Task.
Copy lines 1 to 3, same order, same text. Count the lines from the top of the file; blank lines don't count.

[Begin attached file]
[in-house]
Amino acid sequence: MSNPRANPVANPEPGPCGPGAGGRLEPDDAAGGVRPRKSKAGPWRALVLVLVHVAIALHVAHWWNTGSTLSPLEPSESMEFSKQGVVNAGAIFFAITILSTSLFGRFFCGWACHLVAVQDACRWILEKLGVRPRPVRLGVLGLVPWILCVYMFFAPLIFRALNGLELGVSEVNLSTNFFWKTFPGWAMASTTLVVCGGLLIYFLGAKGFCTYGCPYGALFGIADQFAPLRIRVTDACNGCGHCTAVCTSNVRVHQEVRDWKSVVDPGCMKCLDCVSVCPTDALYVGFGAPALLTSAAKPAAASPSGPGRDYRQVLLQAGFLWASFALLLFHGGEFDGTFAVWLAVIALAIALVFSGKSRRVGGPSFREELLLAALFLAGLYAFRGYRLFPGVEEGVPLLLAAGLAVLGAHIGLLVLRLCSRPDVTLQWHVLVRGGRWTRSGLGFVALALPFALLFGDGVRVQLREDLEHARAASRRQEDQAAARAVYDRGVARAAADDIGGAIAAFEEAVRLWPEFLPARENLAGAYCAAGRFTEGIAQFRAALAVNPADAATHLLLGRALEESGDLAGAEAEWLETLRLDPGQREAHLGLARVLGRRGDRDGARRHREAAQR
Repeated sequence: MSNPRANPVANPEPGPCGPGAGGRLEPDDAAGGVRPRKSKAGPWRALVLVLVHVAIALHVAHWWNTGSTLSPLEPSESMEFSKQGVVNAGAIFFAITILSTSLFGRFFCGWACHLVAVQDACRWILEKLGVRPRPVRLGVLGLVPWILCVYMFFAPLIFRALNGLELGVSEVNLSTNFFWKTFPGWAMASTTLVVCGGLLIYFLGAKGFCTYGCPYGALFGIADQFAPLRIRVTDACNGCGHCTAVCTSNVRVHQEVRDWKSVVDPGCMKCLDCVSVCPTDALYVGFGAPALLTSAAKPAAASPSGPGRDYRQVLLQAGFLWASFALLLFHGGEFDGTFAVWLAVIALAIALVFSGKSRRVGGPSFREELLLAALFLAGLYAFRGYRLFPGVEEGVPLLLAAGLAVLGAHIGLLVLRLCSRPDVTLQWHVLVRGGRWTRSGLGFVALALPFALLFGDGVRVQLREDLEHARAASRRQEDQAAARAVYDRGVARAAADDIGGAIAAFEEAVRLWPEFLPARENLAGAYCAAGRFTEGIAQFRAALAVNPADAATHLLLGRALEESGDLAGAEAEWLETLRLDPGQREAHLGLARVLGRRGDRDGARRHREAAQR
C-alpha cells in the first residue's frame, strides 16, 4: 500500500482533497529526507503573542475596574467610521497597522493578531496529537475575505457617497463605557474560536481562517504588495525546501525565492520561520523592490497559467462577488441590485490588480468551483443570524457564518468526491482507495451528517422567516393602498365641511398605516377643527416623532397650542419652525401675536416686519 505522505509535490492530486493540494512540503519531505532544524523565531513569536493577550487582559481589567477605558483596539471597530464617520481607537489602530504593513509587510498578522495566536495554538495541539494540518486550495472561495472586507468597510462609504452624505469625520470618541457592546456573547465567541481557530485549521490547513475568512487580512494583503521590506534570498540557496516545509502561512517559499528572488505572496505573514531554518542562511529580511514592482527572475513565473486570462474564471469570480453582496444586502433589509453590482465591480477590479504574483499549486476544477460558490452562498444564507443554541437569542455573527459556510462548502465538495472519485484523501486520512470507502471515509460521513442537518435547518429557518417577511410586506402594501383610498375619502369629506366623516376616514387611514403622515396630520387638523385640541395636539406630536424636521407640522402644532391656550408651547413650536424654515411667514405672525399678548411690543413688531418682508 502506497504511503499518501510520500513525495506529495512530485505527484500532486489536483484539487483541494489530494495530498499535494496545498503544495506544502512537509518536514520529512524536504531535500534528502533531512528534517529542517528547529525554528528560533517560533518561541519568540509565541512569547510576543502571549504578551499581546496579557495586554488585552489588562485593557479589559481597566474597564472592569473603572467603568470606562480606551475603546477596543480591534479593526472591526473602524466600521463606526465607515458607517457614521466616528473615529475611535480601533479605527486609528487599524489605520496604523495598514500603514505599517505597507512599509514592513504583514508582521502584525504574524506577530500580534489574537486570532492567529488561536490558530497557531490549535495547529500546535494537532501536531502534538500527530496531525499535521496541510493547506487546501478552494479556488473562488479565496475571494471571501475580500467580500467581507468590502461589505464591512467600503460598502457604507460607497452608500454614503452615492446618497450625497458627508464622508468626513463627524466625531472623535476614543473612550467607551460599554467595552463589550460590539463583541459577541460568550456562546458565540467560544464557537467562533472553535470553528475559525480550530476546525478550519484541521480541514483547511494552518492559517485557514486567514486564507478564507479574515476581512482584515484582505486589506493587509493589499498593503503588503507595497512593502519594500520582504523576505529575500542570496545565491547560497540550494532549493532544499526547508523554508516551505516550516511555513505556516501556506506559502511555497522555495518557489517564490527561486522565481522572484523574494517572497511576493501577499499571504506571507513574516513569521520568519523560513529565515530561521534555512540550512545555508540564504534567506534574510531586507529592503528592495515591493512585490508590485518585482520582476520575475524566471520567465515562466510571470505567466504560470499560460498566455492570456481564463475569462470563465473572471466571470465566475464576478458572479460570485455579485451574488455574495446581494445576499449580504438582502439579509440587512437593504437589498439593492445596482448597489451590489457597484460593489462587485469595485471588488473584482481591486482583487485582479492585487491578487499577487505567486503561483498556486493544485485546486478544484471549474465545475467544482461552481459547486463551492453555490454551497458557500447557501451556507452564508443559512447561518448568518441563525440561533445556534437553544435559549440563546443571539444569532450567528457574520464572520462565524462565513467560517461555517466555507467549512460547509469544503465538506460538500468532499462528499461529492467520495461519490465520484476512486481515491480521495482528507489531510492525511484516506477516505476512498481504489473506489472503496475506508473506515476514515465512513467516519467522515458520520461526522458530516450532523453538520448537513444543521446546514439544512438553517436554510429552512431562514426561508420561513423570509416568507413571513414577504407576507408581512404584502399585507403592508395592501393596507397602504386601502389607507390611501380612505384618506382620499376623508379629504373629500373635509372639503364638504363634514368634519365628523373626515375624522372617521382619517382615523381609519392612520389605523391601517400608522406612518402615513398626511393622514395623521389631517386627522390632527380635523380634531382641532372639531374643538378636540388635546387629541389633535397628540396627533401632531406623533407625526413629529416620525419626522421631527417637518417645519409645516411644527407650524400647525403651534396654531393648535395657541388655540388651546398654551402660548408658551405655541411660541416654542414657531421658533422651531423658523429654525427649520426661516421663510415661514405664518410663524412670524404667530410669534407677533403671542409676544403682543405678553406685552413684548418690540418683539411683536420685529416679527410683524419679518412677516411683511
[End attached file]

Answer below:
[in-house]
Amino acid sequence: MSNPRANPVANPEPGPCGPGAGGRLEPDDAAGGVRPRKSKAGPWRALVLVLVHVAIALHVAHWWNTGSTLSPLEPSESMEFSKQGVVNAGAIFFAITILSTSLFGRFFCGWACHLVAVQDACRWILEKLGVRPRPVRLGVLGLVPWILCVYMFFAPLIFRALNGLELGVSEVNLSTNFFWKTFPGWAMASTTLVVCGGLLIYFLGAKGFCTYGCPYGALFGIADQFAPLRIRVTDACNGCGHCTAVCTSNVRVHQEVRDWKSVVDPGCMKCLDCVSVCPTDALYVGFGAPALLTSAAKPAAASPSGPGRDYRQVLLQAGFLWASFALLLFHGGEFDGTFAVWLAVIALAIALVFSGKSRRVGGPSFREELLLAALFLAGLYAFRGYRLFPGVEEGVPLLLAAGLAVLGAHIGLLVLRLCSRPDVTLQWHVLVRGGRWTRSGLGFVALALPFALLFGDGVRVQLREDLEHARAASRRQEDQAAARAVYDRGVARAAADDIGGAIAAFEEAVRLWPEFLPARENLAGAYCAAGRFTEGIAQFRAALAVNPADAATHLLLGRALEESGDLAGAEAEWLETLRLDPGQREAHLGLARVLGRRGDRDGARRHREAAQR
Repeated sequence: MSNPRANPVANPEPGPCGPGAGGRLEPDDAAGGVRPRKSKAGPWRALVLVLVHVAIALHVAHWWNTGSTLSPLEPSESMEFSKQGVVNAGAIFFAITILSTSLFGRFFCGWACHLVAVQDACRWILEKLGVRPRPVRLGVLGLVPWILCVYMFFAPLIFRALNGLELGVSEVNLSTNFFWKTFPGWAMASTTLVVCGGLLIYFLGAKGFCTYGCPYGALFGIADQFAPLRIRVTDACNGCGHCTAVCTSNVRVHQEVRDWKSVVDPGCMKCLDCVSVCPTDALYVGFGAPALLTSAAKPAAASPSGPGRDYRQVLLQAGFLWASFALLLFHGGEFDGTFAVWLAVIALAIALVFSGKSRRVGGPSFREELLLAALFLAGLYAFRGYRLFPGVEEGVPLLLAAGLAVLGAHIGLLVLRLCSRPDVTLQWHVLVRGGRWTRSGLGFVALALPFALLFGDGVRVQLREDLEHARAASRRQEDQAAARAVYDRGVARAAADDIGGAIAAFEEAVRLWPEFLPARENLAGAYCAAGRFTEGIAQFRAALAVNPADAATHLLLGRALEESGDLAGAEAEWLETLRLDPGQREAHLGLARVLGRRGDRDGARRHREAAQR